They just don’t get it. How about not building anymore parks, rec centers, adult centers, stadiums, etc? Things that are nice but not necessary.


5 posted on 01/05/2011 8:08:19 AM PST by doodad
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To: Libloather
By the very definition of insanity, they're nucking futs.

There is only one thing that can be done - and it ain't raising taaaxes.

6 posted on 01/05/2011 8:08:55 AM PST by skeeter
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To: Libloather
I've got an idea where Cuomo can start here in NYS...

(New York) State put freeze on hiring, then added 51,464 people

Check out the price tag.

7 posted on 01/05/2011 8:11:14 AM PST by mewzilla (Hey, Schumer, your Lockerbie report left quite a bit out.)
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I hope people consider the possibility that the states have been given a piece of cheese on a mousetrap, and they happily ate it without regard for the consequences. Many of the states are now like welfare mothers at the mercy of the national govt. and by extension, the Fed.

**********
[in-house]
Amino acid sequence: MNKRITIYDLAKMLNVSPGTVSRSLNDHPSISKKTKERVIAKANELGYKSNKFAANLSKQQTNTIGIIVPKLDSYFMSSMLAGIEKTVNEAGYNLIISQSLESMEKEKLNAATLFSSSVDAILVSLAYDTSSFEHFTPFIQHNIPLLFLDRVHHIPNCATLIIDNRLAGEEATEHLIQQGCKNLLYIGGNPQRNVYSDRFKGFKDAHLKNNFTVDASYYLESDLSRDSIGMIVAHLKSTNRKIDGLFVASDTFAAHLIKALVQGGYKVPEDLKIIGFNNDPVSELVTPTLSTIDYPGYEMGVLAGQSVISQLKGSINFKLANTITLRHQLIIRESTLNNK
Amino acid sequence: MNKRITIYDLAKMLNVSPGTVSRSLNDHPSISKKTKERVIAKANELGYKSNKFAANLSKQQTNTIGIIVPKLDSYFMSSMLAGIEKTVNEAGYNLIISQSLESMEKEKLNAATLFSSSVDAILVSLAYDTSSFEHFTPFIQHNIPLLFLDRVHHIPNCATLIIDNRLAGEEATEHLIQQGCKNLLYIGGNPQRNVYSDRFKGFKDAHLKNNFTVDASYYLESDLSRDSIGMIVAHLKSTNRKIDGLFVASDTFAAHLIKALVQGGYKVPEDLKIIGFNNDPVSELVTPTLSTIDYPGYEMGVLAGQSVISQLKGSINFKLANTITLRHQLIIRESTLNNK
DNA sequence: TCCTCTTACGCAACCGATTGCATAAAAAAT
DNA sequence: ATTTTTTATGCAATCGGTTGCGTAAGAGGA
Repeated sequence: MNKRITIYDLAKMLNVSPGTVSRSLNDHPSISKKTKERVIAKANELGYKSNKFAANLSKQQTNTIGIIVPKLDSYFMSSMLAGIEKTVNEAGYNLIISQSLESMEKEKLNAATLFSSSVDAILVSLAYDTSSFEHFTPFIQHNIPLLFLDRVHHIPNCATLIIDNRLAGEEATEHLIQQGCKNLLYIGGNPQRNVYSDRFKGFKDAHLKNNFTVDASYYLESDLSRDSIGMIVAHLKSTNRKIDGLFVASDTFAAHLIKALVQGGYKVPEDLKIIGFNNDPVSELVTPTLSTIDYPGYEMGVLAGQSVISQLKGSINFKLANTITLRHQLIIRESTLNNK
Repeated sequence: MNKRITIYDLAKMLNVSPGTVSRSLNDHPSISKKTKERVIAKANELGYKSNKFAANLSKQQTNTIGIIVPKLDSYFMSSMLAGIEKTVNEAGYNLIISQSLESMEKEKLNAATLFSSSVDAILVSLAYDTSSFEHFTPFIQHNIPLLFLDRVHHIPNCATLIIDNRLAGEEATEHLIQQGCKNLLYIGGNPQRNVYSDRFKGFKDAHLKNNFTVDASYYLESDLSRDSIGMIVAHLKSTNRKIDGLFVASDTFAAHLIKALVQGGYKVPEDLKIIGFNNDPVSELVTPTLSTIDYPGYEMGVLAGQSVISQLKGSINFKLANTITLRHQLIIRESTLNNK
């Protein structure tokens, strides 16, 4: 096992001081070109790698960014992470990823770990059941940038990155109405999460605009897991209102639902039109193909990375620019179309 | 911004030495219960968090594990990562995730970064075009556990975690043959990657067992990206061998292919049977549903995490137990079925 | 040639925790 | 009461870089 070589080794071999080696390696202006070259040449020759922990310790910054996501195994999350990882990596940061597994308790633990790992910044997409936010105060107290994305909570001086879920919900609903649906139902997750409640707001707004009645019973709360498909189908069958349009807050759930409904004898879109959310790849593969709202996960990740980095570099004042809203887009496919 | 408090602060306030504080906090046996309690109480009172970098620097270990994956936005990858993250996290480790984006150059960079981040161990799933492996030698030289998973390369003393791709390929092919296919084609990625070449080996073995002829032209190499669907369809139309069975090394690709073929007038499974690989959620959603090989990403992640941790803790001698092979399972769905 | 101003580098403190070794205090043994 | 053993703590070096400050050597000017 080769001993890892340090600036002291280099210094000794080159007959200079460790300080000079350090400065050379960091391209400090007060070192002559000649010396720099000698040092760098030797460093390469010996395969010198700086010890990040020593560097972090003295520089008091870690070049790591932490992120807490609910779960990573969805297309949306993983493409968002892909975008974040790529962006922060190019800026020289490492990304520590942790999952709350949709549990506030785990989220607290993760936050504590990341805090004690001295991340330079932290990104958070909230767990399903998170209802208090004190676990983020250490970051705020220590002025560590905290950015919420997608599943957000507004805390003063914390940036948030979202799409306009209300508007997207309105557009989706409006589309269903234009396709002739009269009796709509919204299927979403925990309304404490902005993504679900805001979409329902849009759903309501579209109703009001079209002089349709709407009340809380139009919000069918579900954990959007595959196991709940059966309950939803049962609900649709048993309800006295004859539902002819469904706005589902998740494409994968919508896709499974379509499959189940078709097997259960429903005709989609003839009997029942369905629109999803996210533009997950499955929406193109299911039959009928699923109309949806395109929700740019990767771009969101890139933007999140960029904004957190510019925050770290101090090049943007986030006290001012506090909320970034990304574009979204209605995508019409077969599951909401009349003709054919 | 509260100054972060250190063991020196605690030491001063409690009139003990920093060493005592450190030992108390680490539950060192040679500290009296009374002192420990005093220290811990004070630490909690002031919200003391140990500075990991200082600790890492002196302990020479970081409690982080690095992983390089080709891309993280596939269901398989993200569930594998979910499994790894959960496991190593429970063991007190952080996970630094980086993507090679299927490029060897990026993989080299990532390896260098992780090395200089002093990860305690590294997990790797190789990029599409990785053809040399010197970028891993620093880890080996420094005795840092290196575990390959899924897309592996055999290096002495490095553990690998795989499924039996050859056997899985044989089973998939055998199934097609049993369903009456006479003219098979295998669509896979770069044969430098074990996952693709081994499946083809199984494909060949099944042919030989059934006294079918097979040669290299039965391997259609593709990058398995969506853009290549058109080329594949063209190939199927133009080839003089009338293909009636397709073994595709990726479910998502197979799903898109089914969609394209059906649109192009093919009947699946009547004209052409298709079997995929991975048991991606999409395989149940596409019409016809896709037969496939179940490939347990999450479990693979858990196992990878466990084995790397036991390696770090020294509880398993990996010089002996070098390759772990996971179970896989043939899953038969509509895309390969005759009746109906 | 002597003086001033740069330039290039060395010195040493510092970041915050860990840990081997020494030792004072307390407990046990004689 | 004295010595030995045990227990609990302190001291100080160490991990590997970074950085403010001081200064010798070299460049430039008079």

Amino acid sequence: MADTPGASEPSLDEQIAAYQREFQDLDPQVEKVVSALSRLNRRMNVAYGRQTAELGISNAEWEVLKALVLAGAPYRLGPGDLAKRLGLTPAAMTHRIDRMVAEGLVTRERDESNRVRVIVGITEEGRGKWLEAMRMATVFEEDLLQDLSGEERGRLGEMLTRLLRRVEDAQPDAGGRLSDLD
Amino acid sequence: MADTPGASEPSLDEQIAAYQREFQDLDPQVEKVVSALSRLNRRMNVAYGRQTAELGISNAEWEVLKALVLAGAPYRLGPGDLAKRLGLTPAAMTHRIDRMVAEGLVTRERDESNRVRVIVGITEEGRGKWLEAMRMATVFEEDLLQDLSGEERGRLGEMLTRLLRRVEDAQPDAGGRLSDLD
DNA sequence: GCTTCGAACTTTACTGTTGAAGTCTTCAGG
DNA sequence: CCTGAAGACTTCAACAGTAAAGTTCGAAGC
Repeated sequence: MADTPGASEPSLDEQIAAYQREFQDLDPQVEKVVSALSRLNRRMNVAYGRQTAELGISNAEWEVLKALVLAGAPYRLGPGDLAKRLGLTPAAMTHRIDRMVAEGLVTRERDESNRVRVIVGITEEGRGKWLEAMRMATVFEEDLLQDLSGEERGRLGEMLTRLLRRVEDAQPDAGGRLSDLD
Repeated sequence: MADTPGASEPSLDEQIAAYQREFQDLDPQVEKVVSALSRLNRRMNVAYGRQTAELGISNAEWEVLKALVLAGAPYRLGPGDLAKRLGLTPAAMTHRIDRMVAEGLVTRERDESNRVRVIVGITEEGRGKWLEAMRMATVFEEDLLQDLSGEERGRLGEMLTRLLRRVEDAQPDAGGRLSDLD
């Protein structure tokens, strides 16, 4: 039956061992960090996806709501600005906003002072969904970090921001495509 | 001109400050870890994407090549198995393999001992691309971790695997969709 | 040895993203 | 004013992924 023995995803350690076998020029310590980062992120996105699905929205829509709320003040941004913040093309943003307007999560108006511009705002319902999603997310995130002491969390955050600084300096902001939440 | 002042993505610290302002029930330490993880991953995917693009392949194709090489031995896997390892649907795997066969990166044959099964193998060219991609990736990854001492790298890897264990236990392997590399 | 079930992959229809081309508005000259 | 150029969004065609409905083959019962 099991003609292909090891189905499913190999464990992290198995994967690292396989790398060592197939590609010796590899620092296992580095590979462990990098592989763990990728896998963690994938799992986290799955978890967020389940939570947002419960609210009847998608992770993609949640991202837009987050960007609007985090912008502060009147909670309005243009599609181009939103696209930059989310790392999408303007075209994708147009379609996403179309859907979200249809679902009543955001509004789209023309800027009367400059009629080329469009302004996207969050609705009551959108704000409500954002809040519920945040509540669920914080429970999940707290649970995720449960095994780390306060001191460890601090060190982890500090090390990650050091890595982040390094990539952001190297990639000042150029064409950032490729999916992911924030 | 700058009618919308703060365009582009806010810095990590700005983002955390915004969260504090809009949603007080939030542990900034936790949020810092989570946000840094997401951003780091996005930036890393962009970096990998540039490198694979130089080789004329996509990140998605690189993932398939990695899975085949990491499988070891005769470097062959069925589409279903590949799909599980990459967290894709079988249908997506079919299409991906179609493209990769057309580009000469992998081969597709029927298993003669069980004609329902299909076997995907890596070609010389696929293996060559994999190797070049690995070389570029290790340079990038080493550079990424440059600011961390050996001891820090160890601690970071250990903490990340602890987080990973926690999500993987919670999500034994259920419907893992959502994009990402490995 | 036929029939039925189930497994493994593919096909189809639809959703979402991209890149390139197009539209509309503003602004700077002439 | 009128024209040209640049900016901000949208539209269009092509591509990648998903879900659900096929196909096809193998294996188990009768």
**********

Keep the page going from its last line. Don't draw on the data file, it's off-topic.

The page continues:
This is likely to end, eventually, with states being “bailed out” much like GM and the huge banks. Bailed out by who? Well, the national govt...but in reality the fed, which is not really a part of the govt, in many ways you could say they are above the govt.

Local communities have fallen for this to, by making exotic investments with pension funds and bond issues. So all the legitimate talk of state and local government standing up for themselves and reasserting their roles has a roadblock in that they have become just like a huge percentage of the country, dependent on the state through debt.

In Europe the move has already started to use pension funds in the same way the US has used social security. Private pensions you say? Well, the funds here in the US are invested which gives the Fed the power to do with them what they want. The “reforms” of the last few years have done nothing but increase the control of the biggest of the big banks. They can technically shut down any BUSINESS they want, not just banks.

As the financial crisis pushes further and includes the states, rather than creating an opportunity for the states to reassert themselves, most will go with their hat in hand to the national govt and the fed and, in a de facto manner, sign away many remaining powers.

Much like the states technically still have power over education except for one detail........federal money...printed by the fed out of thin air.

This is just a further chapter in a kabuki theater that has been going on since 1913.

Cutting taxes and some spending is great, but it really is like changing the top layer of icing on a 3 foot tall wedding cake.